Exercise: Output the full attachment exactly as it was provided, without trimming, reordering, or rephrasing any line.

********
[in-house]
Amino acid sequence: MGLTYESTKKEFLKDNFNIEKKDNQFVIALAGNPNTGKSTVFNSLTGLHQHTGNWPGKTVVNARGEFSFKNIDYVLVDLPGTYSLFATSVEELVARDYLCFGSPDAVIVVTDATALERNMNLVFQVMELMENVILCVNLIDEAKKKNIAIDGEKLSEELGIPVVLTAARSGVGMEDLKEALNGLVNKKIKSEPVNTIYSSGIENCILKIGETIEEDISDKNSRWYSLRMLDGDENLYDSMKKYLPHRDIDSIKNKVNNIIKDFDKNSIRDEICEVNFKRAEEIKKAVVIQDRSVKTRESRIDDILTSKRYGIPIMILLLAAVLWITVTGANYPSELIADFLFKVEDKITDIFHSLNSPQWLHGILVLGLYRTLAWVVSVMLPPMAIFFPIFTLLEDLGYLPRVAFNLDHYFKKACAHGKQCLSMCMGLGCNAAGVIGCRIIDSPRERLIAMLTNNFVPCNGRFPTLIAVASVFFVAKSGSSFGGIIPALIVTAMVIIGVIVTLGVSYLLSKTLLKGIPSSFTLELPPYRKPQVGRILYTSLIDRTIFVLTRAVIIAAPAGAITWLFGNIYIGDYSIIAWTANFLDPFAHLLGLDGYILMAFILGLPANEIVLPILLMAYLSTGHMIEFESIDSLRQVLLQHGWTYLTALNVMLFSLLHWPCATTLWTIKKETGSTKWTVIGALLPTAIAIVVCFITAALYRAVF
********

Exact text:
[in-house]
Amino acid sequence: MGLTYESTKKEFLKDNFNIEKKDNQFVIALAGNPNTGKSTVFNSLTGLHQHTGNWPGKTVVNARGEFSFKNIDYVLVDLPGTYSLFATSVEELVARDYLCFGSPDAVIVVTDATALERNMNLVFQVMELMENVILCVNLIDEAKKKNIAIDGEKLSEELGIPVVLTAARSGVGMEDLKEALNGLVNKKIKSEPVNTIYSSGIENCILKIGETIEEDISDKNSRWYSLRMLDGDENLYDSMKKYLPHRDIDSIKNKVNNIIKDFDKNSIRDEICEVNFKRAEEIKKAVVIQDRSVKTRESRIDDILTSKRYGIPIMILLLAAVLWITVTGANYPSELIADFLFKVEDKITDIFHSLNSPQWLHGILVLGLYRTLAWVVSVMLPPMAIFFPIFTLLEDLGYLPRVAFNLDHYFKKACAHGKQCLSMCMGLGCNAAGVIGCRIIDSPRERLIAMLTNNFVPCNGRFPTLIAVASVFFVAKSGSSFGGIIPALIVTAMVIIGVIVTLGVSYLLSKTLLKGIPSSFTLELPPYRKPQVGRILYTSLIDRTIFVLTRAVIIAAPAGAITWLFGNIYIGDYSIIAWTANFLDPFAHLLGLDGYILMAFILGLPANEIVLPILLMAYLSTGHMIEFESIDSLRQVLLQHGWTYLTALNVMLFSLLHWPCATTLWTIKKETGSTKWTVIGALLPTAIAIVVCFITAALYRAVF